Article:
Litigating Tax Issues in Bankruptcy Court

Generally, the bankruptcy court has the authority to determine the existence and amount of the debtor’s tax liability (including related fines or penalties), whether or not assessed or paid. Thus, unlike in the district court and Court of Federal Claims where the “full payment” rule applies, the bankruptcy court has jurisdiction even when the asserted tax liability has not been paid. Tax issues may be decided by the bankruptcy court if the court does not lift the stay or grants a motion for removal to the bankruptcy court, or the taxpayer has not filed suit in another court and the bankruptcy court has authority to hear the dispute.

In the case of a federal income tax refund, before filing suit in a district court or the Court of Federal Claims, a taxpayer generally must wait until the IRS has disallowed its administrative claim or until six months have passed after it filed its claim for refund, whichever is earlier. In contrast, the bankruptcy court may determine the right of the estate to a tax refund just 120 days after the debtor-in-possession properly requests such a refund from the IRS (or before if the IRS makes a determination earlier).

Corporate debtors in Chapter 11 cases should list their tax refund claims relating to pre-petition years as assets. Those assets are property of the estate. A tax refund is part of the bankruptcy estate even when the tax refund is contingent or not determinable as of the petition date. Additionally, when the IRS files a proof of claim, the estate can counterclaim for a tax refund.

Debtors considering pursuing tax refund claims in bankruptcy court should carefully consider whether courts in their jurisdiction treat tax refund claims as core proceedings, over which the bankruptcy court has full jurisdiction, or non-core proceedings, which the bankruptcy court may need to refer to the district court in some jurisdictions. Limitations on the jurisdiction of the bankruptcy court are beyond the scope of this article.

Can a Taxpayer Appeal a Bankruptcy Court Determination?

Decisions of the bankruptcy court are appealable to the district court of the same district. They can also be appealed to Bankruptcy Appellate Panels (BAPs) instead of the district court in circuits where BAPs have been established,5 but only where districts within those circuits authorize appeals to a BAP. BAPs comprise three bankruptcy judges from the districts in the circuit. In rare circumstances, certain orders can be appealed directly to the Court of Appeals from the bankruptcy court. A decision of a district court or BAP can be appealed to the US Court of Appeals for the circuit where the bankruptcy court sits (and then potentially to the US Supreme Court).

Conclusion

Proper tax representation during the bankruptcy process, beginning prior to filing bankruptcy, can help debtors navigate unique Exam, Appeals, and litigation procedures to arrive at the correct tax liability and determine with greater certainty the resources available to them as they emerge from bankruptcy.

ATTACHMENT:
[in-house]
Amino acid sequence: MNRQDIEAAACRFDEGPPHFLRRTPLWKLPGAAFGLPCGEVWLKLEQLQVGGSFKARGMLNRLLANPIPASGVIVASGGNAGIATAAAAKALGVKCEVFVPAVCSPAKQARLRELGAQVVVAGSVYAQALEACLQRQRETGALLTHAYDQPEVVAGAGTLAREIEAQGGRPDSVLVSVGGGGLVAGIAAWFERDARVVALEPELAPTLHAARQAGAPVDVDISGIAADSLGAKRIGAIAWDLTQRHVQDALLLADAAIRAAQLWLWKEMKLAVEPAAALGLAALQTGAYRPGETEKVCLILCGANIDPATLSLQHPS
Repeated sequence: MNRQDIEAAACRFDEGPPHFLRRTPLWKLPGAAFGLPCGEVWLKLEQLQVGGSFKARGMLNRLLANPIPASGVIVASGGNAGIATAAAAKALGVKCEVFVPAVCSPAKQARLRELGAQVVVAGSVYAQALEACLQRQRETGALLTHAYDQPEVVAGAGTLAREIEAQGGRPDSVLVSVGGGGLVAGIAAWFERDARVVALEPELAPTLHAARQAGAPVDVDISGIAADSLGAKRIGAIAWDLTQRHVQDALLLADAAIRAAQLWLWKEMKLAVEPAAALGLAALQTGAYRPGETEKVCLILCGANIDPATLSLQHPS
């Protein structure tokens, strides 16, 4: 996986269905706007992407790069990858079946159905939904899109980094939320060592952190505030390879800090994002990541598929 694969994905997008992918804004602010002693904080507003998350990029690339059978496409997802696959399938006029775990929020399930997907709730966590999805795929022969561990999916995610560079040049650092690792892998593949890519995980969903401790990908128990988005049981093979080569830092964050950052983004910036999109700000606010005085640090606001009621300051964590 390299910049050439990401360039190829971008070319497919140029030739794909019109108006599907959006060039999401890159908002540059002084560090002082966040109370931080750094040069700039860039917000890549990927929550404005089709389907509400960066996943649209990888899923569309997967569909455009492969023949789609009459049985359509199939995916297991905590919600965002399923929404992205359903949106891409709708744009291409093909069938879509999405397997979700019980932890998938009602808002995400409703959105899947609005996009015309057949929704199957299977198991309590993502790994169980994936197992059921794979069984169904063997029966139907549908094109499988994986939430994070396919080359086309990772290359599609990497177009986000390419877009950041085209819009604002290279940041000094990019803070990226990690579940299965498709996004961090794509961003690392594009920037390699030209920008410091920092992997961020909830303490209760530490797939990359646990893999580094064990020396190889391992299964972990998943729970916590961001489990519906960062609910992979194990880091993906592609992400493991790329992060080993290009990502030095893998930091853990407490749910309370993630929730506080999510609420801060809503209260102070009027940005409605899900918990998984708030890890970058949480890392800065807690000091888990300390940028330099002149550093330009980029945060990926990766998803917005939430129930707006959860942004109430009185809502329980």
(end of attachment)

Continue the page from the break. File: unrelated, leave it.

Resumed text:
Joel Williamson is a co-practice leader and partner, Marjorie Margolies is a partner, and May Chow is an associate at Mayer Brown’s National Tax controversy and litigation practice.


Editor’s note: The authors acknowledge the assistance of Tom Kiriakos, practice leader and partner, and Tyler Ferguson, associate, both members of Mayer Brown’s restructuring practice.

Endnotes

  1. Hank Tucker, “Coronavirus Bankruptcy Tracker: These Major Companies Are Failing Amid the Shutdown,” Forbes, May 3, 2020, www.forbes.com/sites/hanktucker/2020/05/03/coronavirus-bankruptcy-tracker-these-major-companies-are-failing-amid-the-shutdown/#29346dad3425.
  2. This article focuses on procedural issues associated with determining the federal income tax liability (and related interest and penalties) of corporate debtors filing under Chapter 11 of the Bankruptcy Code (United States Code [USC] Title 11) who intend to continue business operations. (Separate rules may apply to individuals and other entities, liquidations, and to other types of bankruptcy.) The tax consequences of substantive issues arising in a bankruptcy (including cancellation of indebtedness income and certain tax attributes) are also beyond the scope of this article.
  3. The principal sources for this article are the Bankruptcy Code, the Tax Code (USC Title 26), USC Title 28 regarding the Judiciary and Judicial Procedure, the Internal Revenue Manual, Collier on Bankruptcy (16th ed., June 2020), and case law.
  4. A debtor in possession is a debtor that retains possession of its property and continues to operate its business where no trustee is appointed, as is often the case in a non-liquidation Chapter 11 bankruptcy. The terms debtor, debtor in possession, taxpayer, and trustee may be used interchangeably here with respect to the period during which the bankruptcy case is pending.
  5. The First, Sixth, Eighth, Ninth, and Tenth Circuits have established BAPs.